Manhattan joke: a part of Murray Hill, along Lexington Avenue in the '20s, is known as Curry Hill because of its profusion of Indian and Pakistani restaurants. Even if you hadn't heard the joke, you would probably recognize the neighborhood's scent: no cuisine I'm aware of has a stronger or clearer olfactory signature. (Backyard barbecuing might deserve an honorable mention.)
We have our own Curry Hill, but it's on Nob Hill, which pretty well mutes the word play, if not the scent. A major curry locus can be found on Jones Street south of Geary Boulevard, where the perfumed air is reminiscent of a spice market. But there is another node not far away, although perhaps to vitiate the pun utterly not on Nob Hill at all. I speak of the corner of Mason and Eddy streets, just a few steps from Union Square, the theater district, and the glamorous Westfield San Francisco Centre, and even fewer steps from the Tenderloin. If you've ever wondered what economic stratification, third world-style, might look like in a big American city, a brief reconnoiter of this largely flat area would give you a pretty good idea.
As for the corner itself: the air is redolent of curry, and for some of us, that means seduction. On one side of the street stands Punjab, wonderfully fragrant but with no table service, while on the other we find Little Delhi, an Indian restaurant that's as comfortable as a pair of well-worn shoes, with table service.
As someone who bears witness to a great many restaurants that seem to have entered the world fully-formed under the godlike guidance of some designer, I warm to a place whose interior isn't designed so much as accreted. Little Delhi has a well-lived-in look; its creamy walls are hung with portraits, tapestries, a map, and a flat-panel screen showing sports. The crowd is equally ad hoc: we noticed several tables full of what appeared to be (non-English-speaking) tourists, several more of possible neighborhood dwellers, including students (CCSF and Academy of Art College have campuses nearby), and a generous smattering of people who could have been of south Asian descent. This last convergence suggests, to me, a degree of authenticity. If people who grow up eating a cuisine later turn up in a restaurant serving the cuisine, there's a reasonable chance the restaurant is turning out creditable versions of the food.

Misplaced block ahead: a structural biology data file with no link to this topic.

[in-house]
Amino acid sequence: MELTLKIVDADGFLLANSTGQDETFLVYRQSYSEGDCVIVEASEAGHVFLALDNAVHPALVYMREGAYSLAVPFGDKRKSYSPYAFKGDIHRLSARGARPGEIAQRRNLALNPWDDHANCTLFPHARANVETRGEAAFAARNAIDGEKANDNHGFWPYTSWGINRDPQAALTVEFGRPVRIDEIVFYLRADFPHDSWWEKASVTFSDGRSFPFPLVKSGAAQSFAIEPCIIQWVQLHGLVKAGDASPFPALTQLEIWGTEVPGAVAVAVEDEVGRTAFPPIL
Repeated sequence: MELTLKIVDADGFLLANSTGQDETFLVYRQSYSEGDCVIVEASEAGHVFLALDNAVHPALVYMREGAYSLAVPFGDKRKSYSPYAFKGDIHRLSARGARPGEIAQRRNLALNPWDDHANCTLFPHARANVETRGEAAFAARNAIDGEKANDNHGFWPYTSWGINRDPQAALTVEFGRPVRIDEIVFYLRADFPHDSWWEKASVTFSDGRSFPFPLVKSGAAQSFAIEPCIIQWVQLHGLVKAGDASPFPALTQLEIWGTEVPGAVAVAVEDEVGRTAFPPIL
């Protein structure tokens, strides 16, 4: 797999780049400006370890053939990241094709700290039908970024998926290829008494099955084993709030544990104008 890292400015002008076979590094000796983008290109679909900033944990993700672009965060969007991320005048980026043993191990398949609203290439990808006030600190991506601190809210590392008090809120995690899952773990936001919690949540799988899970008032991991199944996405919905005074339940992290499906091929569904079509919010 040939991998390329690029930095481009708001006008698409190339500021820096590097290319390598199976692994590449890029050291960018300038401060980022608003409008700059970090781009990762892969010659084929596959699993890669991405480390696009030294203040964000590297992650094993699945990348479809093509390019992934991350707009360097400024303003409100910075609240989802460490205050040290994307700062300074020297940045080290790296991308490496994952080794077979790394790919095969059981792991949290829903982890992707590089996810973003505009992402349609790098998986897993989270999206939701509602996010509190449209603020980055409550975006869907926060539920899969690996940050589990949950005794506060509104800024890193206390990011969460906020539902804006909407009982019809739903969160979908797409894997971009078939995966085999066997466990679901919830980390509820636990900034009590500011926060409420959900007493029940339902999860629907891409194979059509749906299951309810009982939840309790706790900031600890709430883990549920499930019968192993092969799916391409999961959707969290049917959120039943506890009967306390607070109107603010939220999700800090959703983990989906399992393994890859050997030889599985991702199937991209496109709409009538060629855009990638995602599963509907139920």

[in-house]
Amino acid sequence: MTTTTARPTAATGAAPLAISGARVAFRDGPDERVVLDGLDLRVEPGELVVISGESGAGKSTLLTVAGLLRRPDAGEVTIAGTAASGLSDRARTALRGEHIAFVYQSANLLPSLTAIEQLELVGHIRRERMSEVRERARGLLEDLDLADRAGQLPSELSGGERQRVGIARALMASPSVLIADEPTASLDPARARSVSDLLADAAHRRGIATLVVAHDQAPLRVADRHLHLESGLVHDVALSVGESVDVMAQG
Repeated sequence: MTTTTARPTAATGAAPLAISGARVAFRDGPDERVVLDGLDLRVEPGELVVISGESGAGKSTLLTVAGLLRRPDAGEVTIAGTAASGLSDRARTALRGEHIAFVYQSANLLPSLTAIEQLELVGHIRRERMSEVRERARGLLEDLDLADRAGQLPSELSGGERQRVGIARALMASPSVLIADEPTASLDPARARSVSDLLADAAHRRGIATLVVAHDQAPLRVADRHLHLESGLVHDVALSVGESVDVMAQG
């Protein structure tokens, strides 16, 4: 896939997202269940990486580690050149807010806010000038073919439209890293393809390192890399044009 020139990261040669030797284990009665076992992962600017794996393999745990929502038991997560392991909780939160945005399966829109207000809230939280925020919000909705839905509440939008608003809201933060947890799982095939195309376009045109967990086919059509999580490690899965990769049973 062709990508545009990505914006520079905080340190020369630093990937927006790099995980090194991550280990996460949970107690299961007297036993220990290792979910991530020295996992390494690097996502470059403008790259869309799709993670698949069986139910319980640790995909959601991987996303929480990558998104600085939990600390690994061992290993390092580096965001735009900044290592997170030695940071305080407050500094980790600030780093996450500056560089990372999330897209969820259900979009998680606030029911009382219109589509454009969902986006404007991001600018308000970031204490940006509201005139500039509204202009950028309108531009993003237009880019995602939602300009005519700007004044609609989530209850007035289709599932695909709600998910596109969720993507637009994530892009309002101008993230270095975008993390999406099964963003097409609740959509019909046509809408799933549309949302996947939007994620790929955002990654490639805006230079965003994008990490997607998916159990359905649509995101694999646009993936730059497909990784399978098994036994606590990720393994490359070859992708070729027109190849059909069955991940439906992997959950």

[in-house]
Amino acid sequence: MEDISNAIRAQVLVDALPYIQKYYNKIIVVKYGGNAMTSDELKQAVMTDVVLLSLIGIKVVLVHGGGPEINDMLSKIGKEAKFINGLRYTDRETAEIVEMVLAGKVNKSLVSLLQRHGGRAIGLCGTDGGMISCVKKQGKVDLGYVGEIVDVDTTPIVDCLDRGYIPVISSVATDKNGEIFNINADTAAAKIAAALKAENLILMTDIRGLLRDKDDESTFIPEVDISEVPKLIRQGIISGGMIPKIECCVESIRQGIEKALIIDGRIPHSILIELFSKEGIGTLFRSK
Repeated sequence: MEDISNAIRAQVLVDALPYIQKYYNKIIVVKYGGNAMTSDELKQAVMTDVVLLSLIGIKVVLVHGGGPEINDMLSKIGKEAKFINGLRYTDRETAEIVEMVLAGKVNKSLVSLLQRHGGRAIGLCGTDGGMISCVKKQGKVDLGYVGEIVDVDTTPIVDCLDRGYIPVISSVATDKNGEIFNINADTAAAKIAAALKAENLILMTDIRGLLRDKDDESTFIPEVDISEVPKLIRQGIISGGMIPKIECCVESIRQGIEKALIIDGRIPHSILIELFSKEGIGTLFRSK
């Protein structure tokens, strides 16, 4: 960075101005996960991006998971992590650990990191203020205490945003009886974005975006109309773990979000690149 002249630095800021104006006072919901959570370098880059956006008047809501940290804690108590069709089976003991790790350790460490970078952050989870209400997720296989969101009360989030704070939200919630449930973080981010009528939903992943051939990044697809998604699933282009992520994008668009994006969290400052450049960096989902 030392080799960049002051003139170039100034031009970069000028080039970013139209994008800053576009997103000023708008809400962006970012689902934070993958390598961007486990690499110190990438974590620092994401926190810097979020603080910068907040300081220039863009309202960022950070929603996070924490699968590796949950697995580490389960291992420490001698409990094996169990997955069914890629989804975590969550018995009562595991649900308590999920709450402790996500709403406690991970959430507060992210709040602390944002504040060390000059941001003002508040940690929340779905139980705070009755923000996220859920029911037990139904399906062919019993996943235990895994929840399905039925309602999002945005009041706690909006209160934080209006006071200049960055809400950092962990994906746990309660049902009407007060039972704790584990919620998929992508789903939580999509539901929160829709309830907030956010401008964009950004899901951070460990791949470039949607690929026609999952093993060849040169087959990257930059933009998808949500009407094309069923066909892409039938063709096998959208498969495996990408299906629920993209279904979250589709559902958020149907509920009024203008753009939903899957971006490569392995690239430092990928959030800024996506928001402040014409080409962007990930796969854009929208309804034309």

And Little Delhi is doing that at moderate prices. Most of the menu consists of dishes that cost less than $10, and portions are generous. There are plenty of familiar faces in the crowd, including a notably good saag paneer ($7.99) spiced spinach with cubes of white cheese whose mild seasoning let through more spinach flavor than is usual. We were vaguely reminded of the creamed spinach that is a fixture of many a holiday repast in our part of the world.
A preparation I hadn't seen before was badami chicken ($9.99), boneless chunks of tandoori-roasted meat in a curry (and yogurt-thickened?) sauce laced with slivers of pistachio and cashew nuts. It was a near, and crunchy, relation to that lovable stalwart, chicken tikka masala, but what most impressed me was a smokiness in the meat that managed to be heard through the assertive saucing.
Quite similar was lamb tikka masala ($9.99), cubes of tandoori-roasted lamb in another sensuous sauce, this one a bit redder, sweeter, and more tomatoey than its badami cousin, due perhaps to the presence of ketchup. (Ketchup English ketchup in particular plays a central role in the evolution of tikka masala.) Lamb's gaminess stands up to strong saucing, though I caught no hint of smoke here as I had with the chicken.
As is typical at south Asian restaurants, the list of meatless possibilities is extensive, and this is good news for vegetarians, even us flexos.